“Sticks and stones may break my bones, but words will never hurt me” was a little ditty chanted in the school playgrounds of the 1960s as a retort from one child to another after being teased or taunted. In truth, it should have been “…but words will really hurt me” – why? Because they can and they do!
Used well, words can heal, offer gentle care, understanding, show empathy and awareness, pacify a crying child and even bring peace. Conversely, language can also damage, cause pain and suffering, humiliate, foster hatred, incite violence and be a driver towards war. Too often words are used to take control, give commands, demand attention or perhaps seek supremacy over others.
With so much power to harm, it is unsurprising that Right Speech is one of the attributes of Buddha’s Fourth Noble Truth, the Eightfold Path that leads to the cessation of pain, which he found in his quest for enlightenment.
In the Tipitaka (Buddhist scripture) is found the Theragatha, a series of poems from several sources, some written during the lifetime of Buddha himself. The Subhasita, of which the following is one, are poems known for their moral and ethical advice, giving instructions in worldly wisdom and guidance to enable the making of choices towards righteous deeds.
One should speak only that word by which one would not torment oneself nor harm others. That word is indeed well spoken.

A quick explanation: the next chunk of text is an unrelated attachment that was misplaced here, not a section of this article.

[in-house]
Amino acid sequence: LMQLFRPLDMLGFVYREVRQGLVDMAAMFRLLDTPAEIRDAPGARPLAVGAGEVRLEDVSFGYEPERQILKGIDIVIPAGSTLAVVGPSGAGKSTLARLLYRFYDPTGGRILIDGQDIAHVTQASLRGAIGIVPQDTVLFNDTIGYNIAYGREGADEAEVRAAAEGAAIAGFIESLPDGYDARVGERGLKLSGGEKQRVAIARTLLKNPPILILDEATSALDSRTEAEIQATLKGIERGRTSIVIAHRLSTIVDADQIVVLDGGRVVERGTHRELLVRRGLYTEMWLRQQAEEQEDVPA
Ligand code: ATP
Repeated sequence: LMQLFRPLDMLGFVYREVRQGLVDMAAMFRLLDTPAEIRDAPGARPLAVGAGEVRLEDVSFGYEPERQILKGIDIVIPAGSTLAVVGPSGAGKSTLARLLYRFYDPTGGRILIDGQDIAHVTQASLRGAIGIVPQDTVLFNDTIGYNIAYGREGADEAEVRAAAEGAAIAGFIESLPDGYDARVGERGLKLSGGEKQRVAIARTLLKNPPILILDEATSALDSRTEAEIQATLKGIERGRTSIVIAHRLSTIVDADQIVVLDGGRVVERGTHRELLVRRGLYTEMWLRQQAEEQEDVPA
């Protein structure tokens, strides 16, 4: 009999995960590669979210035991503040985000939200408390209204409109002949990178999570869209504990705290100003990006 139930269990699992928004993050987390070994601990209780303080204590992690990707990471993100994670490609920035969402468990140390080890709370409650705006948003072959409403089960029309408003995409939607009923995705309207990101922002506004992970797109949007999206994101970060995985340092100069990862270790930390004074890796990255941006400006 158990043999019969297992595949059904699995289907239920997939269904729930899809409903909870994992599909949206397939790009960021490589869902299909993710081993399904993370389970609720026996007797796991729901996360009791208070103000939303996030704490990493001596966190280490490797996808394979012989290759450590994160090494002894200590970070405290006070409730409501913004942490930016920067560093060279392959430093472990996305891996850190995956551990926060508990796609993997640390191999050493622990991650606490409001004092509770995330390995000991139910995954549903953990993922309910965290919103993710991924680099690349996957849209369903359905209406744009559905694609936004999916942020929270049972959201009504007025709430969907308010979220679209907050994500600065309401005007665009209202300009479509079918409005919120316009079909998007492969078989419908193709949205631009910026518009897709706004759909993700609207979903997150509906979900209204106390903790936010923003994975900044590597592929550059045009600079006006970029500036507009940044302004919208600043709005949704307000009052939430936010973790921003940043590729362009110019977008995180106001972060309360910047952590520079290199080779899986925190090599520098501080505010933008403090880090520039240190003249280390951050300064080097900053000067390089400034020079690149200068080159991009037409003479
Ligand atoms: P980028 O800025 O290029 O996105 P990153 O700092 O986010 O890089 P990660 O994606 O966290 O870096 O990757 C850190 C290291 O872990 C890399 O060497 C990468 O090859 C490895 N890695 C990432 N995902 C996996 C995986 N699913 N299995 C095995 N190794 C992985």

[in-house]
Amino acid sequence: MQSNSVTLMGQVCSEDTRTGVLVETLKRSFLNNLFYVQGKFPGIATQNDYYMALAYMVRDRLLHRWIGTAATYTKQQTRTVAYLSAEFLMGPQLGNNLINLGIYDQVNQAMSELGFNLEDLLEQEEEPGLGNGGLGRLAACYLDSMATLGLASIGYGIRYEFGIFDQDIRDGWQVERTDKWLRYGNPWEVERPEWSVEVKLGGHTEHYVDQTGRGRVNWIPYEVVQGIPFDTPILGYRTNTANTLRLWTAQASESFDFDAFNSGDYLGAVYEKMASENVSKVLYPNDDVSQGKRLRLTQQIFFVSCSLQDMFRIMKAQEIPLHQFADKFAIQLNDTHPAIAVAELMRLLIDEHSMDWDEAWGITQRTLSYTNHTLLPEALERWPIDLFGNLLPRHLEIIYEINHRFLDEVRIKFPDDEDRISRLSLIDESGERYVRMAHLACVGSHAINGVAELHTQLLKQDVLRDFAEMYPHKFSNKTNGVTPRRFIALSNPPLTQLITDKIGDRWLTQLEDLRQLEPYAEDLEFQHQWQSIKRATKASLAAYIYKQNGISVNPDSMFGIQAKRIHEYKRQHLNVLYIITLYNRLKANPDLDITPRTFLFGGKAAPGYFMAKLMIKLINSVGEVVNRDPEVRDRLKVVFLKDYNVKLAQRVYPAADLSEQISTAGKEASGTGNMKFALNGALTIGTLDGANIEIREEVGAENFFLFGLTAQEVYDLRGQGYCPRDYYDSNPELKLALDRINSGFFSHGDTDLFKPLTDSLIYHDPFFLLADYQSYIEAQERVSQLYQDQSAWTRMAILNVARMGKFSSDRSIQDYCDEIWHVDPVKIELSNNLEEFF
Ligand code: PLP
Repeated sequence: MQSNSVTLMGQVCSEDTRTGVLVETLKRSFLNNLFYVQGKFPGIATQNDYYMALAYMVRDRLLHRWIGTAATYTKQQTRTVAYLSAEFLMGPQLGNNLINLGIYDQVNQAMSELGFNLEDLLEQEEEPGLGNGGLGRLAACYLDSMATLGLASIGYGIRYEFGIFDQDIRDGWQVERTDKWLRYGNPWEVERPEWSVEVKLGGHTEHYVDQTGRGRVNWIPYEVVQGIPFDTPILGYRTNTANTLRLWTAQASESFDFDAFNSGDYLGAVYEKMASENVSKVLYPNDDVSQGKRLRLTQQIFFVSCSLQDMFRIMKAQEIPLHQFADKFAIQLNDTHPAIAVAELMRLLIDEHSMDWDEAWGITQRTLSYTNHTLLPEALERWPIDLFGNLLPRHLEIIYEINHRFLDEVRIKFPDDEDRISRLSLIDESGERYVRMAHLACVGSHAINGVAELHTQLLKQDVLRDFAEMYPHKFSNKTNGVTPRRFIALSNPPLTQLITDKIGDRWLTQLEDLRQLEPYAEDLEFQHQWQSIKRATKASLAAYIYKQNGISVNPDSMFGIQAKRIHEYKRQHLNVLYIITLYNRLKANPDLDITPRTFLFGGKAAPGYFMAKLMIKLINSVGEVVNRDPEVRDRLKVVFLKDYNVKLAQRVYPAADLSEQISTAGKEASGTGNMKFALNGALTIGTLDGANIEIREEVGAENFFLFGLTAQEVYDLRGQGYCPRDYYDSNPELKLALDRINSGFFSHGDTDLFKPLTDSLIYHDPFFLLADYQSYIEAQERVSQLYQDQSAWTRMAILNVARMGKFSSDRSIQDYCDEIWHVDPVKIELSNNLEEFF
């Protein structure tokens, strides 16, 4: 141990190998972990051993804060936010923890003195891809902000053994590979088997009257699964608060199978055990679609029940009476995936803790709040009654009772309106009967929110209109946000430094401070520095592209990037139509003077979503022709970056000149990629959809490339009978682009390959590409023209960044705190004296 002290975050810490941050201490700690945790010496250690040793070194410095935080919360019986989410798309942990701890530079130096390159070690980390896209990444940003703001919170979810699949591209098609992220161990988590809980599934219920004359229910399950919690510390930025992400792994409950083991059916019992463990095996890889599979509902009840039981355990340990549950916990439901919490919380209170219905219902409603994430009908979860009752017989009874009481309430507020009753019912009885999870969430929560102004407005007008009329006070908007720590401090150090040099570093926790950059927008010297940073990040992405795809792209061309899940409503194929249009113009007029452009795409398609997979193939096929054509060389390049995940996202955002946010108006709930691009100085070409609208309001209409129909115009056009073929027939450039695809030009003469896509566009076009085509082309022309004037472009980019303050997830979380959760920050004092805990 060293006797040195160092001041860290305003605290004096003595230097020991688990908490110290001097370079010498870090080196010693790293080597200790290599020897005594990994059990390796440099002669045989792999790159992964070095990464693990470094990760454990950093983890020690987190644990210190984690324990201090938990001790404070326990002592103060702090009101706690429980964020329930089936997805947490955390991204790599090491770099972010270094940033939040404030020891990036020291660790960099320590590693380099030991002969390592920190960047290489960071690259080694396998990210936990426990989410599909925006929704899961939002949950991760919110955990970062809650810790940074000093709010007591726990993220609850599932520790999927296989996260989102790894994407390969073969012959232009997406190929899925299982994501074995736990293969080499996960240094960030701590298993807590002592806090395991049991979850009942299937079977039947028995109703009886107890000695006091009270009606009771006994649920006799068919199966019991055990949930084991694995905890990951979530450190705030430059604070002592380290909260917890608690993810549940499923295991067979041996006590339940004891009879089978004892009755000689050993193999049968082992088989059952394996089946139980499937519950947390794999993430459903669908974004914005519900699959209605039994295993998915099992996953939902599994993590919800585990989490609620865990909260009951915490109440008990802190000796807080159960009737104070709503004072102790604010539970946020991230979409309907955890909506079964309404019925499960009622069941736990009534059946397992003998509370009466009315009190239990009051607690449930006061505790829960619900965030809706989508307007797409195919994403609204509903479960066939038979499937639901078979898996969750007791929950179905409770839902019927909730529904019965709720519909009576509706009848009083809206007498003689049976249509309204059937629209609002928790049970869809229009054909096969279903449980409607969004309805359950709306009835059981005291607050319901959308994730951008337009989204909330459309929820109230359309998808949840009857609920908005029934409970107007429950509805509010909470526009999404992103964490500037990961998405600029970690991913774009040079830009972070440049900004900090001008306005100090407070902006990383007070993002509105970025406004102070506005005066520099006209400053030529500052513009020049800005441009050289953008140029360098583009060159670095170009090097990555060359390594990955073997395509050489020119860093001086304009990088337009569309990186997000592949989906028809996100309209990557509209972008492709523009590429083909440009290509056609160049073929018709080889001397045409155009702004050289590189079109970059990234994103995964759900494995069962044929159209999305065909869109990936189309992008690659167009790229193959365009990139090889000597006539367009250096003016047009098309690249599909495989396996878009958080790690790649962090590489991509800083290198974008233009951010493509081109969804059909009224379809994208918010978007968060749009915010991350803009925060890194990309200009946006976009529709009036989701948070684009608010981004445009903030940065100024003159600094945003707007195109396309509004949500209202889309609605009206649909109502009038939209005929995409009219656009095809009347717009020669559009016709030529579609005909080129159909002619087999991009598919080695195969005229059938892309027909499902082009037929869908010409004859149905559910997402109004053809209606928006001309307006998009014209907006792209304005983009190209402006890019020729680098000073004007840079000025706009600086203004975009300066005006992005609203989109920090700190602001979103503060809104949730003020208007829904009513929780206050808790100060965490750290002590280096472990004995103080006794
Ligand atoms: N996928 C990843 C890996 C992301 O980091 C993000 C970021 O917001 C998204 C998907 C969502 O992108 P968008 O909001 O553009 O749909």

One should speak only pleasant words, words which are acceptable (to others). What one speaks without bringing evils to others is pleasant.
Truth is indeed the undying word; this is an ancient verity. Upon truth, the good say, the goal and the teaching are founded.
The sure word the Awakened One speaks for the attainment of nibbana (the Path), for making an end of suffering, is truly the best of words.
In exploring further the concept of Right Speech we can gain deeper insight into its meaning and perhaps implication for us today. The Eightfold Path uses the word “right,” which is a translation from samyanc, a Sanskrit word meaning completion, or from samma, a Pali (a language native to the Indian subcontinent) word meaning perfect or ideal. Perhaps what Buddha is instructing is when speaking we must aim for Right Speech, recognising that this means it should be Complete and Perfect.
What does complete mean in this context? There seems to be a requirement to be honest and unambiguous, neither leaving the listener with any confusion about what we have said, nor with a sense that we have not told them everything. Perfect speech may be harder to achieve, as it involves responding to the sensitivities and feelings of others, ensuring that we do not cause hurt, distress or harm with our words. How easy it is to talk without thinking, uncaring about how our words are received. Much harder is the task of Right Speech; talking with care and consideration for others.
It is incumbent upon us all to think carefully about the words we use and how we use them, ensuring honesty and unambiguity, whilst also being aware of other’s sensitivities. As each individual is unique it is even more important that we spend time to build relationships with those we communicate with, so we can better understand and respond to their sensitivities.
It is hard work treading carefully on the Path to Right Speech, but nevertheless this is one of our tasks.
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